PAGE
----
ANAHEIM, Calif. -- After a two-day flurry of trades, the Los Angeles Angels have three new veteran outfielders to fill the most glaring hole in their lineup for the stretch run.
The Angels acquired David Murphy from the Cleveland Indians and picked up David DeJesus from the Tampa Bay Rays on Tuesday, giving up two low-level prospects in the deals. A day earlier, Los Angeles acquired Shane Victorino from the Boston Red Sox.
All three veterans will be in the mix to play left field for the Angels, who have struggled mightily at the position all season. Victorino made his first start for the Angels on Tuesday in Houston; Murphy and DeJesus will join the club later this week.
"The results will show up on the field, but I feel a lot better, especially getting some guys that play left field now," Angels interim general manager Bill Stoneman said. "I feel a whole lot better about our chances. We've got some veteran guys that have been there before and know what this battle is about as we go down to the wire."
The acquisitions might mean the end of Matt Joyce's dismal first season with the Angels. Joyce went on the seven-day concussion disabled list Tuesday after colliding with Erick Aybar on Sunday, but he is batting .178 with five homers and 21 RBIs as the regular left fielder.
Stoneman made no announcement about Joyce's future, noting that Joyce will be on the DL at least until next week. Joyce lost consciousness when Aybar's knee hit his chin while they chased a popup in shallow left field in the fourth inning of the Angels' 13-7 victory.
Joyce is in an 0-for-23 slump and is hitless since July 9.
"We're in a pretty good stretch drive, so hopefully with the moves we've made, we won't skip a beat," Stoneman said. "Hopefully when Joyce gets back and he can play, we'll be making another decision at that time."
The Angels sent minor league shortstop Eric Stamets to the Indians and minor league pitcher Eduar Lopez to the Rays in the trades. They also optioned third baseman Kyle Kubitza back to Triple-A Salt Lake and recalled outfielder Efren Navarro on Tuesday.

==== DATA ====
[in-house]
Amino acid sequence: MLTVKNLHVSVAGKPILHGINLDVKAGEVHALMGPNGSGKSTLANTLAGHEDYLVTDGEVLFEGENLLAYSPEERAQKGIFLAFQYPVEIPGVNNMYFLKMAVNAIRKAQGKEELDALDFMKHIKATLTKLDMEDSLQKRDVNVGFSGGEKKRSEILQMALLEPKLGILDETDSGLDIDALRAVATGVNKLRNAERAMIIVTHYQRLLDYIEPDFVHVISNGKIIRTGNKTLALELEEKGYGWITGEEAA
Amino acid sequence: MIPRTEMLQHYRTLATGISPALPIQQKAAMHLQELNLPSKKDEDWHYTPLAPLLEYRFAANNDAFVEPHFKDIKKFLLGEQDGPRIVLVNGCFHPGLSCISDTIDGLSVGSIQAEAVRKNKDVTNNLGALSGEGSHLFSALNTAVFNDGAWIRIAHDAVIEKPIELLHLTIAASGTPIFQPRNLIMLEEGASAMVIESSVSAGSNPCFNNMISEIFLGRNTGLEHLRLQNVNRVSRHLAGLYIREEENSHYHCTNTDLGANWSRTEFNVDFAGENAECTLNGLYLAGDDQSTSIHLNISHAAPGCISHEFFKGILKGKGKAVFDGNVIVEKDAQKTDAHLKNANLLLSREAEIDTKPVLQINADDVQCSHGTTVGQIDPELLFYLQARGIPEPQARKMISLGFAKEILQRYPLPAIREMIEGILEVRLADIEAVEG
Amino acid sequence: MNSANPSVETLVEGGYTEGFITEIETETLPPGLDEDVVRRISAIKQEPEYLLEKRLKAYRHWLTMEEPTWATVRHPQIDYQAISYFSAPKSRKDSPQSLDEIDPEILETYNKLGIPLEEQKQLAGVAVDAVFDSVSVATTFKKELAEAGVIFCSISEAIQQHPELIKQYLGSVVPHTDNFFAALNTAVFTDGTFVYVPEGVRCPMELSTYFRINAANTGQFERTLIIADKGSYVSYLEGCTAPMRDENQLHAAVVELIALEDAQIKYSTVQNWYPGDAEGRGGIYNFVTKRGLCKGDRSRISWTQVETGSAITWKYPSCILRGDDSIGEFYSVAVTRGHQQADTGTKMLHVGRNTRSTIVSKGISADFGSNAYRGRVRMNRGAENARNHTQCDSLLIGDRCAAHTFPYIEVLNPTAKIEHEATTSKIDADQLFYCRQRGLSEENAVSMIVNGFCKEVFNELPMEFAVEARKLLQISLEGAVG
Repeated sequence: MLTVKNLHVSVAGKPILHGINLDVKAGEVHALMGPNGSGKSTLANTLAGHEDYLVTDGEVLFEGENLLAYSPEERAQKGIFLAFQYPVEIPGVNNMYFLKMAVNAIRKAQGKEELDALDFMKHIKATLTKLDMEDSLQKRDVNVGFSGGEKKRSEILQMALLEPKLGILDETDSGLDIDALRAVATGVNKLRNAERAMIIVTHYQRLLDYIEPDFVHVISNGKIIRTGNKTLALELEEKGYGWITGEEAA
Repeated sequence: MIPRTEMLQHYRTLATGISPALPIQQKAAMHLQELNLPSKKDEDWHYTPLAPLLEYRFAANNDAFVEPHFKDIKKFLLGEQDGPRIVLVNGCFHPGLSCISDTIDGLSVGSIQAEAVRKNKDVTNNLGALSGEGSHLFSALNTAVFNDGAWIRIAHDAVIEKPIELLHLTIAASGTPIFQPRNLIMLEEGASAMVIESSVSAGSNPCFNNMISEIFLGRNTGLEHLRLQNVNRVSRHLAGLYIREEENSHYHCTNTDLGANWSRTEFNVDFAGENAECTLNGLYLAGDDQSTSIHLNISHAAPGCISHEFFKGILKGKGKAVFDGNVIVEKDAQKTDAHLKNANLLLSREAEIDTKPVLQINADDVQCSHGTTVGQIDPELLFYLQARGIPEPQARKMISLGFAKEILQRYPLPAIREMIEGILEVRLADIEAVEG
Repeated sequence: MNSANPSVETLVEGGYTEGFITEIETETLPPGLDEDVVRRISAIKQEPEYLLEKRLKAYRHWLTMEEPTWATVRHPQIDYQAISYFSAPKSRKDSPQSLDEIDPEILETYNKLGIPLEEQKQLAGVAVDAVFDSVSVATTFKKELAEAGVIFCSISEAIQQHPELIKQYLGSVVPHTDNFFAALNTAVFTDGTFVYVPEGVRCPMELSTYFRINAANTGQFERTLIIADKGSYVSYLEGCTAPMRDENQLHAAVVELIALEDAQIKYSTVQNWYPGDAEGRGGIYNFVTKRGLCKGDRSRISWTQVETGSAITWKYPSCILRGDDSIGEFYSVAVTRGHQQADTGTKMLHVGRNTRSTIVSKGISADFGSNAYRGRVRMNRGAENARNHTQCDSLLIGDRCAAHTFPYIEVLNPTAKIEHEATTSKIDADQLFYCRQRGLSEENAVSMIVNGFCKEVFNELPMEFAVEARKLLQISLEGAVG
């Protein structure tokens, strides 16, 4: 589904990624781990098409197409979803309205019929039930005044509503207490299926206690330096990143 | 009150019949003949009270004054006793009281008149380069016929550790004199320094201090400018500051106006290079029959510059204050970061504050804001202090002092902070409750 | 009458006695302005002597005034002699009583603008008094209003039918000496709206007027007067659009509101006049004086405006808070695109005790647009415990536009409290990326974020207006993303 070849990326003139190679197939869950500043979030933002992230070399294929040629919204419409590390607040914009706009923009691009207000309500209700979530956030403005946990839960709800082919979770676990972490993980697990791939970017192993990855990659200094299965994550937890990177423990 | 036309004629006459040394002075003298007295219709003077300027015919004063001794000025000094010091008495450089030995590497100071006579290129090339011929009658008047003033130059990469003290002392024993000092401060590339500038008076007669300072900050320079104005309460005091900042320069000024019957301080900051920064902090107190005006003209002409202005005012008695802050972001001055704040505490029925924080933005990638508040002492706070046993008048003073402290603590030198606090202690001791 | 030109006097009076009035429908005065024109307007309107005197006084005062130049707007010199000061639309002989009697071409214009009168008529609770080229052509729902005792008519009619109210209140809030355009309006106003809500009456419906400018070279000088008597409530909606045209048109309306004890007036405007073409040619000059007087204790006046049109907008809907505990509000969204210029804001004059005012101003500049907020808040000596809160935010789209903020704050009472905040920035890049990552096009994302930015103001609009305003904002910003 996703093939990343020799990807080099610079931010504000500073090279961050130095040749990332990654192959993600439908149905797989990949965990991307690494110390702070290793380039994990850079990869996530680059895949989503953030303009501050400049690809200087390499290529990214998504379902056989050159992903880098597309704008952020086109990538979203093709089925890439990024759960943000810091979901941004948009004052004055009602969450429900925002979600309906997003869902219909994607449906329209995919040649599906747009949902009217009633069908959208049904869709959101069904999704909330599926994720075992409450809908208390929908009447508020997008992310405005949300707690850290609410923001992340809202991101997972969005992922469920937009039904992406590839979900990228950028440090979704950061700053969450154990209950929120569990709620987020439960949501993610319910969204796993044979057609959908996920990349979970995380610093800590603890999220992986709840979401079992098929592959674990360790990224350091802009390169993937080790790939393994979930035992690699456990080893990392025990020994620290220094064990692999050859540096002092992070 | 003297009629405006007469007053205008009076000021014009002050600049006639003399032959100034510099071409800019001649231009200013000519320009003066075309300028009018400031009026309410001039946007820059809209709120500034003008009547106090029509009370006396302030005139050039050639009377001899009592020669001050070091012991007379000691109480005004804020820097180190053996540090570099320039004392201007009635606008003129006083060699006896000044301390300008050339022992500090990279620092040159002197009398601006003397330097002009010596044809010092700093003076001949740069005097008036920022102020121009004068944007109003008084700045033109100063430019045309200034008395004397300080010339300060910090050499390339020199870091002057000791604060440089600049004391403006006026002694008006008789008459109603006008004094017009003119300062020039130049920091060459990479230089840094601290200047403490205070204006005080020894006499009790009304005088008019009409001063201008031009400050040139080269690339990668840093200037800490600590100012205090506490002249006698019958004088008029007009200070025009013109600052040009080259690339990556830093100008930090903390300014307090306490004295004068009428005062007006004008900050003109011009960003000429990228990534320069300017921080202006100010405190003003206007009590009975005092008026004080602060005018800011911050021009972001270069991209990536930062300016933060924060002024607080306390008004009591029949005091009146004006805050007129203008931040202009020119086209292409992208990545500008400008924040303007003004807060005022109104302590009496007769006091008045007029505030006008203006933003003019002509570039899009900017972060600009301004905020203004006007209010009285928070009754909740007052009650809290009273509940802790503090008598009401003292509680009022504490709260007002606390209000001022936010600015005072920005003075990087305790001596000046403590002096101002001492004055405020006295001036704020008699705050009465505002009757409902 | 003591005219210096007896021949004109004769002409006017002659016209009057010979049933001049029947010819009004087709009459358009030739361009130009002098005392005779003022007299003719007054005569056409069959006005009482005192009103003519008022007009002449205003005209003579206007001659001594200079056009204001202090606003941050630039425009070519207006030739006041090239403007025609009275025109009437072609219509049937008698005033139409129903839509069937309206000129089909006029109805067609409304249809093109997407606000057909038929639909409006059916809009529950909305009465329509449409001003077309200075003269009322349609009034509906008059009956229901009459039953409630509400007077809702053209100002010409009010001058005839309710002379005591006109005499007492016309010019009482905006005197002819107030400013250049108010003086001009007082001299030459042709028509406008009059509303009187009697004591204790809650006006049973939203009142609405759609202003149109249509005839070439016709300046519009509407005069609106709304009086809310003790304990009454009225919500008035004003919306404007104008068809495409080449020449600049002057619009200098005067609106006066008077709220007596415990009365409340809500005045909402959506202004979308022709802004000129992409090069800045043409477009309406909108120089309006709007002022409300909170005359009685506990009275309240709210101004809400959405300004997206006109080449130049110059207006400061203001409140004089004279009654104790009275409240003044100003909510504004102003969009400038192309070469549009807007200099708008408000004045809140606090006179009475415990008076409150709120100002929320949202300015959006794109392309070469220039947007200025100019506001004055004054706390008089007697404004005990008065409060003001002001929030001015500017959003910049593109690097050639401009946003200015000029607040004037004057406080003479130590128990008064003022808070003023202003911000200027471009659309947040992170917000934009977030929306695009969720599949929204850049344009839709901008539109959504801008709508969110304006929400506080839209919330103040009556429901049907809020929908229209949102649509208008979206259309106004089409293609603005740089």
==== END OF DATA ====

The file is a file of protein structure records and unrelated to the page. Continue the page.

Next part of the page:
Murphy is well-known to Angels fans from his long career in Texas, where he played in two World Series. He was batting .296 with five homers and 27 RBIs for the Indians.
"I don't think it's going to be weird to be an Angel; I think it will be a bit weird playing against Texas as an Angel," Murphy said. "On the positive side, I know the American League West extremely well, so I think that's only going to help."
DeJesus is joining his sixth team in a six-season stretch after beginning his career with eight years in Kansas City. He was hitting .259 with five homers and 26 RBIs for the Rays.
All three new acquisitions seem to be improved options in left field for manager Mike Scioscia, who watched his offense struggle for three months until the Angels hit their stride in July with a 17-3 run to the top of the AL West.
Josh Hamilton, who had underachieved with the Angels after signing a $125 million deal three seasons ago, was expected to be Los Angeles' left fielder again this season, but owner Arte Moreno got rid of him in April despite having no clear replacement. Joyce, Navarro and Collin Cowgill have struggled in left field, and Cowgill has been out for two months with a sprained right wrist.
Although Stoneman said the Angels will stay active up until the trade deadline, he said he feels confident they have addressed their biggest weakness without giving up anything of significant value. Stoneman is reluctant to part with any top prospects, particularly Sean Newcomb, the 22-year-old left-hander who was the Angels' first-round draft pick in 2014.
"We were involved in a lot of discussions, and you always value what you're giving and what you're getting," Stoneman said. "We get asked about guys, including guys as good as Newcomb. I would never say that there's any player ever that's untouchable, but some players would require a whole lot more back than some others, and Shawn Newcomb would certainly be one of those. ... It was never really our intent to use him in a deal."
The Associated Press contributed to this report.